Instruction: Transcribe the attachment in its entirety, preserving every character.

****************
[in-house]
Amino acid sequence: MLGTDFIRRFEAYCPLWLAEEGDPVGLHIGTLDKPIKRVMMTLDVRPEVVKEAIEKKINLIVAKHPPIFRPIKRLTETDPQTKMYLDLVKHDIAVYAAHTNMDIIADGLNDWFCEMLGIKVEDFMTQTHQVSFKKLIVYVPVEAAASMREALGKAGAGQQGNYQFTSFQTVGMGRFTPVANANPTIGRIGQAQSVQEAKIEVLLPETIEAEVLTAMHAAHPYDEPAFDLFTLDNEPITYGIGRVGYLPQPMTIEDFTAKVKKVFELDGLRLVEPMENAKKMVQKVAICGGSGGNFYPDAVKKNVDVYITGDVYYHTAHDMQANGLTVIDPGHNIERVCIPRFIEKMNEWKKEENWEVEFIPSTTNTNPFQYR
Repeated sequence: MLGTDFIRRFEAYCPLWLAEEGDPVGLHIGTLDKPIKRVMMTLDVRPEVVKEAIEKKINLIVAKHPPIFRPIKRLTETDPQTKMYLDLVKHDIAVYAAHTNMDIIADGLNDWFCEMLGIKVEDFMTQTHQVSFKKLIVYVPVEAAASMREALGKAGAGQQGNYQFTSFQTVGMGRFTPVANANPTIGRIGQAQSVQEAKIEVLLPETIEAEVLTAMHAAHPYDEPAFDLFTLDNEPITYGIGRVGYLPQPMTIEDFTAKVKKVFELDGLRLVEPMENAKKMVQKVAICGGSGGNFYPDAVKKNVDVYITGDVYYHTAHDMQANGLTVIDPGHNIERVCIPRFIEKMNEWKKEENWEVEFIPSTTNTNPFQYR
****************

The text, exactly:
[in-house]
Amino acid sequence: MLGTDFIRRFEAYCPLWLAEEGDPVGLHIGTLDKPIKRVMMTLDVRPEVVKEAIEKKINLIVAKHPPIFRPIKRLTETDPQTKMYLDLVKHDIAVYAAHTNMDIIADGLNDWFCEMLGIKVEDFMTQTHQVSFKKLIVYVPVEAAASMREALGKAGAGQQGNYQFTSFQTVGMGRFTPVANANPTIGRIGQAQSVQEAKIEVLLPETIEAEVLTAMHAAHPYDEPAFDLFTLDNEPITYGIGRVGYLPQPMTIEDFTAKVKKVFELDGLRLVEPMENAKKMVQKVAICGGSGGNFYPDAVKKNVDVYITGDVYYHTAHDMQANGLTVIDPGHNIERVCIPRFIEKMNEWKKEENWEVEFIPSTTNTNPFQYR
Repeated sequence: MLGTDFIRRFEAYCPLWLAEEGDPVGLHIGTLDKPIKRVMMTLDVRPEVVKEAIEKKINLIVAKHPPIFRPIKRLTETDPQTKMYLDLVKHDIAVYAAHTNMDIIADGLNDWFCEMLGIKVEDFMTQTHQVSFKKLIVYVPVEAAASMREALGKAGAGQQGNYQFTSFQTVGMGRFTPVANANPTIGRIGQAQSVQEAKIEVLLPETIEAEVLTAMHAAHPYDEPAFDLFTLDNEPITYGIGRVGYLPQPMTIEDFTAKVKKVFELDGLRLVEPMENAKKMVQKVAICGGSGGNFYPDAVKKNVDVYITGDVYYHTAHDMQANGLTVIDPGHNIERVCIPRFIEKMNEWKKEENWEVEFIPSTTNTNPFQYR